While it may not be a widely known fact, Realtors have been known to use “creative language” to describe properties and their characteristics. Not shocked to hear this you say? Let’s delve into some examples of this phenomenon.
RealtorSpeak: Cozy! Translation: Tiny. You may be able to touch two opposite walls with your body outstretched. You can always meet your friends at a cafe – who needs to entertain at home anyway?
RealtorSpeak: Needs TLC Translation: Needs everything including paint, flooring and all appliances. Maybe even a new roof and perhaps a new foundation due to the large cracks in the existing one.
RealtorSpeak: Not a drive-by. Translation: This thing looks atrocious from outside and we really need to get you inside to have any hope of you buying it. A late night showing would be preferable so you can’t see how awful the exterior is.
RealtorSpeak: Character house. Translation: Most likely quirky and often run-down. It will help if you are keen on a very old structure and don’t mind drafts around windows and sloping floors.
RealtorSpeak: Fixer-upper! Translation: A tear-down and not worth doing any fixing. Please bring thick-soled, steel-toed boots for the showing. Overalls and possibly a gas mask will be beneficial.
There are hundreds more real estate marketing euphemisms not mentioned here. Please let us know if you have some good examples of your own in the comments below.
Did you know owners of properties in Metro Vancouver may have a potentially costly underground storage oil tank (UST) in their backyard? Clean-up and liability issues can come into play if the oil tank leaks and contaminates your property. If the contaminant originates on your property and then seeps onto adjacent properties, you could be liable for the mess and any clean-up on those properties. Ouch!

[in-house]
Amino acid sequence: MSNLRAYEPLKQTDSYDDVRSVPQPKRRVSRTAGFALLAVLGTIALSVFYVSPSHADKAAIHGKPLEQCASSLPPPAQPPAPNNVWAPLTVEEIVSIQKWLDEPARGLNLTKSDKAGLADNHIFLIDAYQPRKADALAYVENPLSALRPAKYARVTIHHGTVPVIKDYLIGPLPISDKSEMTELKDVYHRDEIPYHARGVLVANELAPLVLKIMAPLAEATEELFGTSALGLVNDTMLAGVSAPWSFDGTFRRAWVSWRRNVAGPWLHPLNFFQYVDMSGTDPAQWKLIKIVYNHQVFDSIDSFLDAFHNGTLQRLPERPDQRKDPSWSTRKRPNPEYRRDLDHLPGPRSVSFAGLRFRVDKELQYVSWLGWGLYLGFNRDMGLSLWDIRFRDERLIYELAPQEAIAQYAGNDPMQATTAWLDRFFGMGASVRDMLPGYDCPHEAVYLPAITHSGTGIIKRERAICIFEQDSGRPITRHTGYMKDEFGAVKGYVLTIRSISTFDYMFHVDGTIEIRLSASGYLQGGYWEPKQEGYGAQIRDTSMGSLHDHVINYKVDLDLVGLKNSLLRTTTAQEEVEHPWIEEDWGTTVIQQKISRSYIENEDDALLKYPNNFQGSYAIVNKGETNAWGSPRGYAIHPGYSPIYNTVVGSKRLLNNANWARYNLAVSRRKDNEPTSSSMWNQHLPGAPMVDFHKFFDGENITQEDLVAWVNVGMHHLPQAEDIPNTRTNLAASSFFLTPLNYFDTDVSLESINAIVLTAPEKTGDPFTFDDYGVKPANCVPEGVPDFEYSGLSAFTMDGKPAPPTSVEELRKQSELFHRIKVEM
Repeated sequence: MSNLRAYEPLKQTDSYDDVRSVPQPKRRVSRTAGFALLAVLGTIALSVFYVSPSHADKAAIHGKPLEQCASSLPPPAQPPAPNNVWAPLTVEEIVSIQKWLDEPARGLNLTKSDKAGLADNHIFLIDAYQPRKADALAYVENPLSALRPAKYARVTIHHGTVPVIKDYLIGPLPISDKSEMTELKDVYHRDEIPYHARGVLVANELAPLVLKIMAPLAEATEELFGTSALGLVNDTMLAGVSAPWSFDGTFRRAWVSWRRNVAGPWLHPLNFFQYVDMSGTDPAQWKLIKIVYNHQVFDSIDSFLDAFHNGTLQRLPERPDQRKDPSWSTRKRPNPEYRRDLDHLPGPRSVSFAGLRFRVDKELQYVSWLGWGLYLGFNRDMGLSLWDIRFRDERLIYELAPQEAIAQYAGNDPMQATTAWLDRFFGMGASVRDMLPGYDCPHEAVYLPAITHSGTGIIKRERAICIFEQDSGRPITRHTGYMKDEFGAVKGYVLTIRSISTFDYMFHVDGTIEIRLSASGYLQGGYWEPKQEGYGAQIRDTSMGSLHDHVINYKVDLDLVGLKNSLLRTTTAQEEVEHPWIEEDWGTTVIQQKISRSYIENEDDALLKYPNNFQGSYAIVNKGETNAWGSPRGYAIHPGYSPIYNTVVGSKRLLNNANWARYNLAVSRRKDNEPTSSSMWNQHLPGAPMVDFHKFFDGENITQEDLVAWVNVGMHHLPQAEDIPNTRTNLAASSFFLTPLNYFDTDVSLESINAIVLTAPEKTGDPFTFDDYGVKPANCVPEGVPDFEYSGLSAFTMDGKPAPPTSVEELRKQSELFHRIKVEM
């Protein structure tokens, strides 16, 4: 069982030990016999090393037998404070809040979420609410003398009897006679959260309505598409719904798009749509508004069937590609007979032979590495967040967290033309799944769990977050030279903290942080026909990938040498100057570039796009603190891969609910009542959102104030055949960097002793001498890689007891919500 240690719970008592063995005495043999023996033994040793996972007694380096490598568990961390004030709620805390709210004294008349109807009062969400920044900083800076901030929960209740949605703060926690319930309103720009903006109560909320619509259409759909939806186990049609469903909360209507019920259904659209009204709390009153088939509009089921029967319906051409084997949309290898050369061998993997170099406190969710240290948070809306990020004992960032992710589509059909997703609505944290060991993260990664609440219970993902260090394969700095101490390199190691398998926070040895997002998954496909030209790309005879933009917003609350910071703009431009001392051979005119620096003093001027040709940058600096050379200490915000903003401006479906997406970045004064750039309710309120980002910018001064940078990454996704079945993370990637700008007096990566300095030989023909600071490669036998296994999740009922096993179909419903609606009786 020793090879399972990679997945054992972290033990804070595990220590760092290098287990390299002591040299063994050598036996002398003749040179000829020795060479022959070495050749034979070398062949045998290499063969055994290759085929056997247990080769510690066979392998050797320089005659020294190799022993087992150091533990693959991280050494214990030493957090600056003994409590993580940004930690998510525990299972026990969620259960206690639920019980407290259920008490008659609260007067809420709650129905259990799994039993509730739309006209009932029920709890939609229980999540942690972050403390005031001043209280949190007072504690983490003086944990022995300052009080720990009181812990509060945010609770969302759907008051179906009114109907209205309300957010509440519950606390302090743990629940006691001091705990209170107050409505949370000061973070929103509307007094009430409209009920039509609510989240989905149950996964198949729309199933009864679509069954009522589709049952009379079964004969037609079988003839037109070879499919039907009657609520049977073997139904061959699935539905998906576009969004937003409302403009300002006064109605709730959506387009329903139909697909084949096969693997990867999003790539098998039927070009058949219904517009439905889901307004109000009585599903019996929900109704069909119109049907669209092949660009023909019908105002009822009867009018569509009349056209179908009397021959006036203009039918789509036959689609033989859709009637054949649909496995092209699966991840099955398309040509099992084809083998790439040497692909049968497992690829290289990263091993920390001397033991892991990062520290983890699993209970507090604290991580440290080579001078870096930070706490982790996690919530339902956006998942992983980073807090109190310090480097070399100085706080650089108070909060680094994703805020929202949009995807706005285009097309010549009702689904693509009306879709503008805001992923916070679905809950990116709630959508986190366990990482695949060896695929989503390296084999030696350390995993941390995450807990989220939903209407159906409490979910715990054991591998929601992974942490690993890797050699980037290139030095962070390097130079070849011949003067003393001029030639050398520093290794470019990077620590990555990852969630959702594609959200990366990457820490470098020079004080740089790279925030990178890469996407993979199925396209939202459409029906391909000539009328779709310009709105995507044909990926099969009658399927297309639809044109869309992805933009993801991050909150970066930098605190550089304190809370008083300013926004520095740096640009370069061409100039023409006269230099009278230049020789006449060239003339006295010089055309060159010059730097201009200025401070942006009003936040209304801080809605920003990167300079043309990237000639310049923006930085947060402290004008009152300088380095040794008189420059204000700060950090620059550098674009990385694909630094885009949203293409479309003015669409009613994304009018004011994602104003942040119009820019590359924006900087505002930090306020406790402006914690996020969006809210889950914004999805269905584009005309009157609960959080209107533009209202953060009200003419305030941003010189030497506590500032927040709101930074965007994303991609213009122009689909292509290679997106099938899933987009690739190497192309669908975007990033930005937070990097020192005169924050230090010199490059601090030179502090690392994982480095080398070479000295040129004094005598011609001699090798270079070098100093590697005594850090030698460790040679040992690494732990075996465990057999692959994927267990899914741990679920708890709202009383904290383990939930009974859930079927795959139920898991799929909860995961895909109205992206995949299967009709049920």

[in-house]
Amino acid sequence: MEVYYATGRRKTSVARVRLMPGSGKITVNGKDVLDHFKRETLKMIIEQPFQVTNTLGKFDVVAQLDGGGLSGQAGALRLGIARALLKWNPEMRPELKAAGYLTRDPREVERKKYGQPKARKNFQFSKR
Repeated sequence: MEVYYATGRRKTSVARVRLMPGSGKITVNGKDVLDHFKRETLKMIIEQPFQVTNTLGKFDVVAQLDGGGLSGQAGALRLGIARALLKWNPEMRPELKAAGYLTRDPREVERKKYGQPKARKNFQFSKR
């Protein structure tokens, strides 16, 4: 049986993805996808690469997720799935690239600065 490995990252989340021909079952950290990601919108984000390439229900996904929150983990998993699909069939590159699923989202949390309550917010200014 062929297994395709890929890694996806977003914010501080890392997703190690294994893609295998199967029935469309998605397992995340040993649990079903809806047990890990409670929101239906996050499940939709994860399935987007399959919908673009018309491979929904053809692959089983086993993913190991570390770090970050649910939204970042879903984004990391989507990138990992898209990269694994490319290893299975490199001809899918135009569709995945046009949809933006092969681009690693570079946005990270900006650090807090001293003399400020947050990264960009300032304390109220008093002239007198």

Underground oil tanks were commonly installed on properties beginning in the late 1950s. Oil was the primary source of heating fuel for homes until natural gas replaced it due to lower cost and ease of connecting to utility gas pipelines. The oil tanks were usually just capped and decommissioned in place at this point – some with oil remaining in the tanks!
There are many companies in Metro Vancouver that use scanning equipment to check for buried oil tanks for a nominal fee. If there is any possibility that there may be a UST, doing the scan makes sense for buyers and is almost always advisable for sellers. Caveat emptor (buyer beware) is the best policy when it comes to oil tanks and avoiding the associated risks with buying a property where one may be lurking. The cost to remove a decommissioned tank that has not leaked is much less than a major environmental clean-up of a decommissioned leaky tank. Insist on full and proper tank removal documentation in the purchase contract if you are a buyer.
To complicate matters further, different municipalities around Metro Vancouver have different requirements to follow during removal. For further reading I recommend a great article by The Spagnuolo Group of Real Estate Law Firms.
I welcome any questions you may have about selling or buying. Feel free to comment here or contact me directly.